The 2015-2016 session is officially over, and the consensus among pundits and editorial writers is that not too much of moment was accomplished. I can’t disagree.

Many of us had high hopes for ethics reform, a reform and proper funding of the Department of Transportation, as well as some movement on the education mandate given us by the state Supreme Court, after decades of consideration. There was great “sound and fury” but our progress, while not insignificant, was a disappointment to most, including this legislator.

That said, I believe if we look just under the surface of the big issues, we did a lot of things that needed doing, as well as didn’t do some things that would have certainly come back to haunt us.

There was a strong consensus when it passed that the 1988 Beachfront Management Act would help add a degree of rationality to development along our ocean beachfronts. While the act meant well, it just did not do what was intended.

We did not make an orderly withdrawal from the ocean; we simply socialized the costs of having inappropriate development near the water, and democratized the costs of paying to protect development investment with public renourishment money and permission to build protective structures that merely shifted the erosion down the beach. This year we finally – and without too much fanfare – plugged the loopholes.

Under the Shoreline Management Act (S.319), the line beyond which oceanfront building cannot occur will be marked on Dec. 31, 2017. The implications of this change are profound. The impacts on flood insurance, disaster management and incentives for folks to think twice about where they build on barrier islands are large and persuasive.

This reform grew out of the 2011 Blue Ribbon Committee on Shoreline Management, which was chaired by Wes Jones and included my friend and delegation colleague, Bill Herbkersman. The testimony and research presented to the committee took several years to become legislation. Bill and I were sponsors in the House, and Chip Campsen in the Senate.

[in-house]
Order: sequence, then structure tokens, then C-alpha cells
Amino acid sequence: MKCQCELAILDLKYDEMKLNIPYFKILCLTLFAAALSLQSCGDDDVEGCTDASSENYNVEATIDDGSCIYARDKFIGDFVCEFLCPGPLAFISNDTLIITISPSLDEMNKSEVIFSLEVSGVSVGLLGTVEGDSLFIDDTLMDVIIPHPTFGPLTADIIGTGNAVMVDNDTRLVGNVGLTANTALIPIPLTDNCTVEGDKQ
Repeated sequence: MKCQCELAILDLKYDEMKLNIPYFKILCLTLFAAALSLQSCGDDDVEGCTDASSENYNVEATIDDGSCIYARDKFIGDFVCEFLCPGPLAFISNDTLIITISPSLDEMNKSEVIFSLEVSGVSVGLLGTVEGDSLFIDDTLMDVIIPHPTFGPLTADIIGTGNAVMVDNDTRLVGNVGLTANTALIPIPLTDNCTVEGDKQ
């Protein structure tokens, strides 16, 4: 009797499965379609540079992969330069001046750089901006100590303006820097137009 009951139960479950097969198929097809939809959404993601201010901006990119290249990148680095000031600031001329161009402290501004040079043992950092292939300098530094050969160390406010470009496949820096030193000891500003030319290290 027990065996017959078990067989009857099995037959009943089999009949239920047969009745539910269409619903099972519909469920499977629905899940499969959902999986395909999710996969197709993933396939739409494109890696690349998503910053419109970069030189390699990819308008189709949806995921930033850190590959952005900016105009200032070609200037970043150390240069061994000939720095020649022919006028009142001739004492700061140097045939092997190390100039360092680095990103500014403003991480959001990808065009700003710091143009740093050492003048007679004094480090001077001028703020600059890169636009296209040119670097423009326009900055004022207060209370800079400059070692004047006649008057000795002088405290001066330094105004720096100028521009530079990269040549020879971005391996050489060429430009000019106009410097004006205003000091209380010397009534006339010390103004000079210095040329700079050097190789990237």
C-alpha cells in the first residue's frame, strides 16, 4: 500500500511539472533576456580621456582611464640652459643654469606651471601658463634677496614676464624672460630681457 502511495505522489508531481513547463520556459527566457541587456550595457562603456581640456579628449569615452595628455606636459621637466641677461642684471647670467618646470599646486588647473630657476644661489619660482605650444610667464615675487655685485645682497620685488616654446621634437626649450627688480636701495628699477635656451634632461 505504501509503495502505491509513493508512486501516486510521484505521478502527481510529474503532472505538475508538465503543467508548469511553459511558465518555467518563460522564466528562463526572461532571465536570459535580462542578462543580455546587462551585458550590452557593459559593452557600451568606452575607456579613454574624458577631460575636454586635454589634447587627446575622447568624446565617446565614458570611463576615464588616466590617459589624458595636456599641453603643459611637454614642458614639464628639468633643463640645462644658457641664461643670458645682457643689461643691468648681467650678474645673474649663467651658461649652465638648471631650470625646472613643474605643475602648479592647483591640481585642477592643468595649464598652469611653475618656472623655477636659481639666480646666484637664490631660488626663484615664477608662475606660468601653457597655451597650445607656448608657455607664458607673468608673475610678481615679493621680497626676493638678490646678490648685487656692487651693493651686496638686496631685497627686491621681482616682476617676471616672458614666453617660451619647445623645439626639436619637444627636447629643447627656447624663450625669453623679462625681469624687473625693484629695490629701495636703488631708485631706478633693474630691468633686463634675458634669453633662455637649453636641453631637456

For all of us along the coastline, this is cause for celebration.

Again, Bill and I were primary sponsors of the Nighttime Golf Cart Bill, doing the heavy lifting for a couple of years to get this on the governor’s desk, which she has signed. Unfortunately, the language that came from Senate amendments is unclear as to whether it only includes Bluffton, or Sun City South, or other areas not qualified through population or barrier island status. This was a huge and unexpected disappointment.

Two things that didn’t happen that we would have regretted were the measure disallowing local jurisdictions from regulating the use of plastic grocery bags, and also the preservation of the automatic stay after challenges to development permits. In both cases, Dr. Chris Marsh, my friend and also executive director of the Lowcountry Institute at Spring Island, provided timely and persuasive studies, which allowed me to keep these bills from coming to the floor for debate.

Finally, we shortened the session by three weeks, allowing fewer opportunities for mischief.

Weston Newton is the representative for District 120 in the State House of Representatives.